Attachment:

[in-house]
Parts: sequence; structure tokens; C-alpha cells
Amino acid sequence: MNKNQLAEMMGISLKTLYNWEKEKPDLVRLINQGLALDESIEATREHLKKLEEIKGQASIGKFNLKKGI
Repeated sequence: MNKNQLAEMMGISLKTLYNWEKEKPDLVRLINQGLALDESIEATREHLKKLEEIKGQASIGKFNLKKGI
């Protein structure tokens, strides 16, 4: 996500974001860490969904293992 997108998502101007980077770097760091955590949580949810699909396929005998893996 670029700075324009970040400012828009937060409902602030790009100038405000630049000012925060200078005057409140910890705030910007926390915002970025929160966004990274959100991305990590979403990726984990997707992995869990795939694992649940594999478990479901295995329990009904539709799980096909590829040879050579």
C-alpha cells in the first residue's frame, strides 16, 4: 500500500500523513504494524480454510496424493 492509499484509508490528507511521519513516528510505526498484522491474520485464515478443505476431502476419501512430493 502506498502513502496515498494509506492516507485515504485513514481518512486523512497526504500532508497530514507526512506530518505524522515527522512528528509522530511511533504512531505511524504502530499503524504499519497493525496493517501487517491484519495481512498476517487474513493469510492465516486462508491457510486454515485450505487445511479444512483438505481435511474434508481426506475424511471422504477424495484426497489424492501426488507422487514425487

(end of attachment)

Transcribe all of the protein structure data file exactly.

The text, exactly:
[in-house]
Parts: sequence; structure tokens; C-alpha cells
Amino acid sequence: MNKNQLAEMMGISLKTLYNWEKEKPDLVRLINQGLALDESIEATREHLKKLEEIKGQASIGKFNLKKGI
Repeated sequence: MNKNQLAEMMGISLKTLYNWEKEKPDLVRLINQGLALDESIEATREHLKKLEEIKGQASIGKFNLKKGI
């Protein structure tokens, strides 16, 4: 996500974001860490969904293992 997108998502101007980077770097760091955590949580949810699909396929005998893996 670029700075324009970040400012828009937060409902602030790009100038405000630049000012925060200078005057409140910890705030910007926390915002970025929160966004990274959100991305990590979403990726984990997707992995869990795939694992649940594999478990479901295995329990009904539709799980096909590829040879050579």
C-alpha cells in the first residue's frame, strides 16, 4: 500500500500523513504494524480454510496424493 492509499484509508490528507511521519513516528510505526498484522491474520485464515478443505476431502476419501512430493 502506498502513502496515498494509506492516507485515504485513514481518512486523512497526504500532508497530514507526512506530518505524522515527522512528528509522530511511533504512531505511524504502530499503524504499519497493525496493517501487517491484519495481512498476517487474513493469510492465516486462508491457510486454515485450505487445511479444512483438505481435511474434508481426506475424511471422504477424495484426497489424492501426488507422487514425487